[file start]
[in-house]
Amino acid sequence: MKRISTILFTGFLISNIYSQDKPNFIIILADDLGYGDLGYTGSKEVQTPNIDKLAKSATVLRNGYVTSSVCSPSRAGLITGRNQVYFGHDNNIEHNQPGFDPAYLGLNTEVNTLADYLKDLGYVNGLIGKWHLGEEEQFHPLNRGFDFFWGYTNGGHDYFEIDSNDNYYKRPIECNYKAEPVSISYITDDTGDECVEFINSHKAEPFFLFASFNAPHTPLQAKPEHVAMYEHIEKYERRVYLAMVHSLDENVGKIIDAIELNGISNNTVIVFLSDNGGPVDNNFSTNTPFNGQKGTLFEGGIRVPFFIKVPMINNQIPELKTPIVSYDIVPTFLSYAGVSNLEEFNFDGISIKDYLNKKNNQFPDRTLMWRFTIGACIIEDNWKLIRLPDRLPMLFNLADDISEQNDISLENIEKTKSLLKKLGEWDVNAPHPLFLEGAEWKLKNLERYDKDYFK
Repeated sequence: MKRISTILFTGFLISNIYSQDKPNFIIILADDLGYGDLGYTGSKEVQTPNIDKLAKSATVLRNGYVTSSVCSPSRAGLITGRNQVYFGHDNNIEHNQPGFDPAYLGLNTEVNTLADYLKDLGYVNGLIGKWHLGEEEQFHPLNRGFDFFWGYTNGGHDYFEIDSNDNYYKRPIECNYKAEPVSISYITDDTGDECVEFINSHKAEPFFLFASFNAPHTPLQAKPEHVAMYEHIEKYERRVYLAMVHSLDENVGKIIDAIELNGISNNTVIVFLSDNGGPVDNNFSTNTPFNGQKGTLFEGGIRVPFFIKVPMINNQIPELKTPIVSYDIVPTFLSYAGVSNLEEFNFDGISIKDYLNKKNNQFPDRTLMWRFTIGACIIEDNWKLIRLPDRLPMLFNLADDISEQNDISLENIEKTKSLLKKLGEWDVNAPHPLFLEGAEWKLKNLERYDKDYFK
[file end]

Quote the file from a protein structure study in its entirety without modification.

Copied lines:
[in-house]
Amino acid sequence: MKRISTILFTGFLISNIYSQDKPNFIIILADDLGYGDLGYTGSKEVQTPNIDKLAKSATVLRNGYVTSSVCSPSRAGLITGRNQVYFGHDNNIEHNQPGFDPAYLGLNTEVNTLADYLKDLGYVNGLIGKWHLGEEEQFHPLNRGFDFFWGYTNGGHDYFEIDSNDNYYKRPIECNYKAEPVSISYITDDTGDECVEFINSHKAEPFFLFASFNAPHTPLQAKPEHVAMYEHIEKYERRVYLAMVHSLDENVGKIIDAIELNGISNNTVIVFLSDNGGPVDNNFSTNTPFNGQKGTLFEGGIRVPFFIKVPMINNQIPELKTPIVSYDIVPTFLSYAGVSNLEEFNFDGISIKDYLNKKNNQFPDRTLMWRFTIGACIIEDNWKLIRLPDRLPMLFNLADDISEQNDISLENIEKTKSLLKKLGEWDVNAPHPLFLEGAEWKLKNLERYDKDYFK
Repeated sequence: MKRISTILFTGFLISNIYSQDKPNFIIILADDLGYGDLGYTGSKEVQTPNIDKLAKSATVLRNGYVTSSVCSPSRAGLITGRNQVYFGHDNNIEHNQPGFDPAYLGLNTEVNTLADYLKDLGYVNGLIGKWHLGEEEQFHPLNRGFDFFWGYTNGGHDYFEIDSNDNYYKRPIECNYKAEPVSISYITDDTGDECVEFINSHKAEPFFLFASFNAPHTPLQAKPEHVAMYEHIEKYERRVYLAMVHSLDENVGKIIDAIELNGISNNTVIVFLSDNGGPVDNNFSTNTPFNGQKGTLFEGGIRVPFFIKVPMINNQIPELKTPIVSYDIVPTFLSYAGVSNLEEFNFDGISIKDYLNKKNNQFPDRTLMWRFTIGACIIEDNWKLIRLPDRLPMLFNLADDISEQNDISLENIEKTKSLLKKLGEWDVNAPHPLFLEGAEWKLKNLERYDKDYFK